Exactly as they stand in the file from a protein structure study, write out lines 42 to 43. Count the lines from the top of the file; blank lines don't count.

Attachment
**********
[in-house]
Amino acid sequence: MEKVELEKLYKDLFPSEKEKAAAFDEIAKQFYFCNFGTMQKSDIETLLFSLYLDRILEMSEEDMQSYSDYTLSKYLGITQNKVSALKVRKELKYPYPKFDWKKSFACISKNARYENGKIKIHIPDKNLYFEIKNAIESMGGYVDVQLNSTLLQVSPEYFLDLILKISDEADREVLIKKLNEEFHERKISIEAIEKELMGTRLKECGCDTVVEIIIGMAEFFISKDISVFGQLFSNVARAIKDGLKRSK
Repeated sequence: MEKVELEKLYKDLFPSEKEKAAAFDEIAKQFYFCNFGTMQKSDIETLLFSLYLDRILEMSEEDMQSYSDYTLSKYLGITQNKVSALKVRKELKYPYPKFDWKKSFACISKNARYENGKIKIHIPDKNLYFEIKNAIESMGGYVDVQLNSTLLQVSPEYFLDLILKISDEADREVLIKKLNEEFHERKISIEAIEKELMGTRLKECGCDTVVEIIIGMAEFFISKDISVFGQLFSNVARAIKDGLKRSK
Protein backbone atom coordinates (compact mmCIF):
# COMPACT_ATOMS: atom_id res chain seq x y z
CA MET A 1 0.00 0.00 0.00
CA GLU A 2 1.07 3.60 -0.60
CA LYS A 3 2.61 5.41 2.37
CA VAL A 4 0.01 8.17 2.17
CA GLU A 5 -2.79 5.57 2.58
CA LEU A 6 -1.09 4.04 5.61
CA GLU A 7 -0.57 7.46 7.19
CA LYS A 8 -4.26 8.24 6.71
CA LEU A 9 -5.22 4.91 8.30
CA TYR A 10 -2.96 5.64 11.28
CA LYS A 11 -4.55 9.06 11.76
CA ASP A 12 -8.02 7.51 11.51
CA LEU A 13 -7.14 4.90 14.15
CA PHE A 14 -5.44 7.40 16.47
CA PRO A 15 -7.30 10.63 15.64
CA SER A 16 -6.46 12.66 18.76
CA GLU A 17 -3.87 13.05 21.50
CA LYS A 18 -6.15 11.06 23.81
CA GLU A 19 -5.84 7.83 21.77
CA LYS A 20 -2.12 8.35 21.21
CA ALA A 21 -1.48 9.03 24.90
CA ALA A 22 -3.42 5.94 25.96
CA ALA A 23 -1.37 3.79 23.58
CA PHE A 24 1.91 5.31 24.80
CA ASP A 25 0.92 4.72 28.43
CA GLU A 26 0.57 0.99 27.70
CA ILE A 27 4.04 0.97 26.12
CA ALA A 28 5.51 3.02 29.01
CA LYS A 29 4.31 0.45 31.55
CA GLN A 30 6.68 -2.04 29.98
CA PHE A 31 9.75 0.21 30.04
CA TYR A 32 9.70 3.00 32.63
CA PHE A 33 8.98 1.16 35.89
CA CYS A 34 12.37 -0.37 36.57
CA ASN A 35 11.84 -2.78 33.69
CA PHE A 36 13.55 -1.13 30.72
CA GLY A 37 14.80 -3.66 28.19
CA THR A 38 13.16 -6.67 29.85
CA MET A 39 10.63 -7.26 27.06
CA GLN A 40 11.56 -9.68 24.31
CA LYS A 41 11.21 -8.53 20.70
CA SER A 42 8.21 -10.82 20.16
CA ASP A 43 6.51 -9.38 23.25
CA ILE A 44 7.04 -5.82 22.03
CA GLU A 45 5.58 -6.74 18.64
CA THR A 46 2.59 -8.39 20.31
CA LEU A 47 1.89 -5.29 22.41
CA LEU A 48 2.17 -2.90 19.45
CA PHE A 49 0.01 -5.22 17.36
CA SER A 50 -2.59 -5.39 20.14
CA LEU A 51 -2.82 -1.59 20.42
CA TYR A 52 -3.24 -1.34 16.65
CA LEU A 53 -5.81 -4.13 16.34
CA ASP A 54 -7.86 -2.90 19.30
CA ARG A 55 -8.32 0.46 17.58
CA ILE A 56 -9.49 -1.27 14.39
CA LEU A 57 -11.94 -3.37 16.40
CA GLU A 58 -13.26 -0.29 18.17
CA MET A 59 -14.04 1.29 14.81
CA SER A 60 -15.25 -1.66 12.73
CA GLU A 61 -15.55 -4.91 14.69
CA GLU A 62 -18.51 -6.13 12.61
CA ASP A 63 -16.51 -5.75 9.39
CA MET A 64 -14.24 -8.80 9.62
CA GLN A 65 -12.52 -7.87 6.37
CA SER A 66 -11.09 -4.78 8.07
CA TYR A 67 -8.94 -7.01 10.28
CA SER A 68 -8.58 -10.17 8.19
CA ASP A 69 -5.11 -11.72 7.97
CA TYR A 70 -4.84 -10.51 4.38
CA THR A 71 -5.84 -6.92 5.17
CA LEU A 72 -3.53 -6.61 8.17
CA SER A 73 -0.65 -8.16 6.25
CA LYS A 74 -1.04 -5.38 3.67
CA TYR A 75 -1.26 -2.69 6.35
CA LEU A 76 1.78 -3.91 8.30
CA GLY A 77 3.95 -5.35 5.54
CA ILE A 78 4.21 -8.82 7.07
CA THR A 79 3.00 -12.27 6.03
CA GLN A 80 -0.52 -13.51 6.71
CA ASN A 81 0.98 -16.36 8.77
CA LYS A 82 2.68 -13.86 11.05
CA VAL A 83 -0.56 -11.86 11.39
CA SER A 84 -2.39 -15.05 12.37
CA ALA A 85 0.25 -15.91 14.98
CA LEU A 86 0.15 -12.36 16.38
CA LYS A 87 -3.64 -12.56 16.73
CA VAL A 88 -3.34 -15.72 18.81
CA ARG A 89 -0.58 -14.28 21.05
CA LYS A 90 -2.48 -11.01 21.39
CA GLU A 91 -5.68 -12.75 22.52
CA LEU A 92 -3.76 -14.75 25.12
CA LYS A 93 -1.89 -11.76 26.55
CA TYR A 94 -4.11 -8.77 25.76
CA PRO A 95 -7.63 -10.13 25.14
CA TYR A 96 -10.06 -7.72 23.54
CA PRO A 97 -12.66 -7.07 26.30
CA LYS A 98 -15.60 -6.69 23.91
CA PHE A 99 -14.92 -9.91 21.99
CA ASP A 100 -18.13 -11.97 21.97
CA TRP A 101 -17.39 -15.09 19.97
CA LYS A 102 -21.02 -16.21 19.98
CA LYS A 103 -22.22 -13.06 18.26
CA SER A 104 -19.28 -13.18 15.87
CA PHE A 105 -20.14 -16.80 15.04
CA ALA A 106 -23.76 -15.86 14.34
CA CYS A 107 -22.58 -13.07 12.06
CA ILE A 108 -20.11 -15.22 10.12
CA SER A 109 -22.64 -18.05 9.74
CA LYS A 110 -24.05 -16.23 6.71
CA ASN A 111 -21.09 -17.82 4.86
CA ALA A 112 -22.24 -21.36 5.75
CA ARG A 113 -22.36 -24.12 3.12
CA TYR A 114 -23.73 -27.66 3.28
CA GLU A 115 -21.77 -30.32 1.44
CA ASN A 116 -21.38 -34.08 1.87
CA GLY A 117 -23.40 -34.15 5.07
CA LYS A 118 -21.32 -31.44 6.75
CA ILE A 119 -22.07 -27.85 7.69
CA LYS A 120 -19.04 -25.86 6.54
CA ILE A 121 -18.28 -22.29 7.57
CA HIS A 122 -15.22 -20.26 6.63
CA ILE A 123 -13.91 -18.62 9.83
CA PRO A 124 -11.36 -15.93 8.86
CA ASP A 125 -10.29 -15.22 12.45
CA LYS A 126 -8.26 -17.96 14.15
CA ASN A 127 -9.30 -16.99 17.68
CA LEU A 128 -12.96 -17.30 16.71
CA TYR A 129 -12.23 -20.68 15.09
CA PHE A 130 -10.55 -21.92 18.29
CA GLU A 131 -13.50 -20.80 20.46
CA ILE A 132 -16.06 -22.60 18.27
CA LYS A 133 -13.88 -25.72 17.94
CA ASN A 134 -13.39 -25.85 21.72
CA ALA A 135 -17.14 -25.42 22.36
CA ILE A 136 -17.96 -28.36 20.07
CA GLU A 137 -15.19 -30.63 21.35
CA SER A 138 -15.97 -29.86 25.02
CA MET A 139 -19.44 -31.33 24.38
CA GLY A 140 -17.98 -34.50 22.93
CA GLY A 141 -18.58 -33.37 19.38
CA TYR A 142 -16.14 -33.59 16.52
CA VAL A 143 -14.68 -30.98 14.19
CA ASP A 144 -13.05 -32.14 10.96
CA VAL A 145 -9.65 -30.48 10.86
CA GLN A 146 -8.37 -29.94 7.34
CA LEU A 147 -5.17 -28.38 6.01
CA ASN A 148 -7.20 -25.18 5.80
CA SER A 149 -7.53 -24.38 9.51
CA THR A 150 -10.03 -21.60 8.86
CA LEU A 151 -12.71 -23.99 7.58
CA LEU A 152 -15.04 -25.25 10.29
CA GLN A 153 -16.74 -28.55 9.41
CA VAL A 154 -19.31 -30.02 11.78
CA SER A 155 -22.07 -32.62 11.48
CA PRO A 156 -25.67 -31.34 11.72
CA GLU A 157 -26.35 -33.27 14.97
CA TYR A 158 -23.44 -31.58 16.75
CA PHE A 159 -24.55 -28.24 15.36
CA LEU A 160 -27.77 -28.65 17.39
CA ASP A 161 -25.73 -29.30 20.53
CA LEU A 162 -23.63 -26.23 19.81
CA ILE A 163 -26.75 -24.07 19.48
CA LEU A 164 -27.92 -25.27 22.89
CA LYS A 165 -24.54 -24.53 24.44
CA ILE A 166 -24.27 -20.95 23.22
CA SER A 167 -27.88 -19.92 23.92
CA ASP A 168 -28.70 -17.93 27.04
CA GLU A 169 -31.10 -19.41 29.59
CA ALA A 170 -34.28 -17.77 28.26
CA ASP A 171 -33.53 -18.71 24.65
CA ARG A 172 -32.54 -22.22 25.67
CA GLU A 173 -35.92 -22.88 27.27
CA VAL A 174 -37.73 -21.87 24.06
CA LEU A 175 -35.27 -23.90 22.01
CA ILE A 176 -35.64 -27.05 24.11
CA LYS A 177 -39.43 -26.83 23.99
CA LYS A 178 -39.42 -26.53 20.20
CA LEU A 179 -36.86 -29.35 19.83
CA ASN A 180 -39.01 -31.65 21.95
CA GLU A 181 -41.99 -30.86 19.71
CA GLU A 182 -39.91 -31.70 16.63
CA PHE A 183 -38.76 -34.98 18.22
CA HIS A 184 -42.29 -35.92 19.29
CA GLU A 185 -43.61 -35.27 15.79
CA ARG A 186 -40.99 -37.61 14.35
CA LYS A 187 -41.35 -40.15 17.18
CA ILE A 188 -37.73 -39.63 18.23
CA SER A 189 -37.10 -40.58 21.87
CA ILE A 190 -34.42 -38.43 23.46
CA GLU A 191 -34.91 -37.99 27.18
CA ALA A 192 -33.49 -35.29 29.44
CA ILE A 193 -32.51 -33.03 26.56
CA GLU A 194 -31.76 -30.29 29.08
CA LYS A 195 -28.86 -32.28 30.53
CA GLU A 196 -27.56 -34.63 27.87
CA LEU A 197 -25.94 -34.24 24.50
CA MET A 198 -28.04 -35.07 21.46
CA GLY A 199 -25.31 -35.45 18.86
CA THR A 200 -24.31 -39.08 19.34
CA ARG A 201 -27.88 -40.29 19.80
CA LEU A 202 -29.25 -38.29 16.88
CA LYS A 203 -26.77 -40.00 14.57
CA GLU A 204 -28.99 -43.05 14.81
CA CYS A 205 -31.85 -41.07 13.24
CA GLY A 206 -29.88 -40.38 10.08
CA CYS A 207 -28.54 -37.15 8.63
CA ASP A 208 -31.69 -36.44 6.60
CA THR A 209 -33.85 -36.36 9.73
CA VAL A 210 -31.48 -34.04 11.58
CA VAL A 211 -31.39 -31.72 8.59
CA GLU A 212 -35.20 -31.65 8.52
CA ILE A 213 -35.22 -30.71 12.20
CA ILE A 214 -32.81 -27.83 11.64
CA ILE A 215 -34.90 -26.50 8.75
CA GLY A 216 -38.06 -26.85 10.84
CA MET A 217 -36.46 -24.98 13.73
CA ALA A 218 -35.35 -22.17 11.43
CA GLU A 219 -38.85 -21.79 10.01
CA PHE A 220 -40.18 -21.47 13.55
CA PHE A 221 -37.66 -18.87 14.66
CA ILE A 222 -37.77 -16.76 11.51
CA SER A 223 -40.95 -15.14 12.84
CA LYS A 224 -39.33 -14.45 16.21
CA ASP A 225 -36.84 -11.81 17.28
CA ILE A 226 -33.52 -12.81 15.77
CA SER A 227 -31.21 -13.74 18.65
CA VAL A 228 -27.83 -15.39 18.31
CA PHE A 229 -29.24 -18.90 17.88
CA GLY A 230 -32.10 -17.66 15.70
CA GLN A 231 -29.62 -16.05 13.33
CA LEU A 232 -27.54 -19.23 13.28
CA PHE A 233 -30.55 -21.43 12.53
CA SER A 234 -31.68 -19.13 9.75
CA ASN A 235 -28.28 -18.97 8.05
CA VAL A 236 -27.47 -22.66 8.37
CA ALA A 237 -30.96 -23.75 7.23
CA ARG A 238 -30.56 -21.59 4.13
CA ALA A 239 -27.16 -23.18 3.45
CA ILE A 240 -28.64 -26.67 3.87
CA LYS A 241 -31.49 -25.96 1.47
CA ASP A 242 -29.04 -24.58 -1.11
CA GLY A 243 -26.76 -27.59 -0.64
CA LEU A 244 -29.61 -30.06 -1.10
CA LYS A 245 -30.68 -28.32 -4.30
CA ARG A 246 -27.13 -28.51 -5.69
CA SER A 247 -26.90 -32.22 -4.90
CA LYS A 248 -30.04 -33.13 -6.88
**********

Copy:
CA GLY A 37 14.80 -3.66 28.19
CA THR A 38 13.16 -6.67 29.85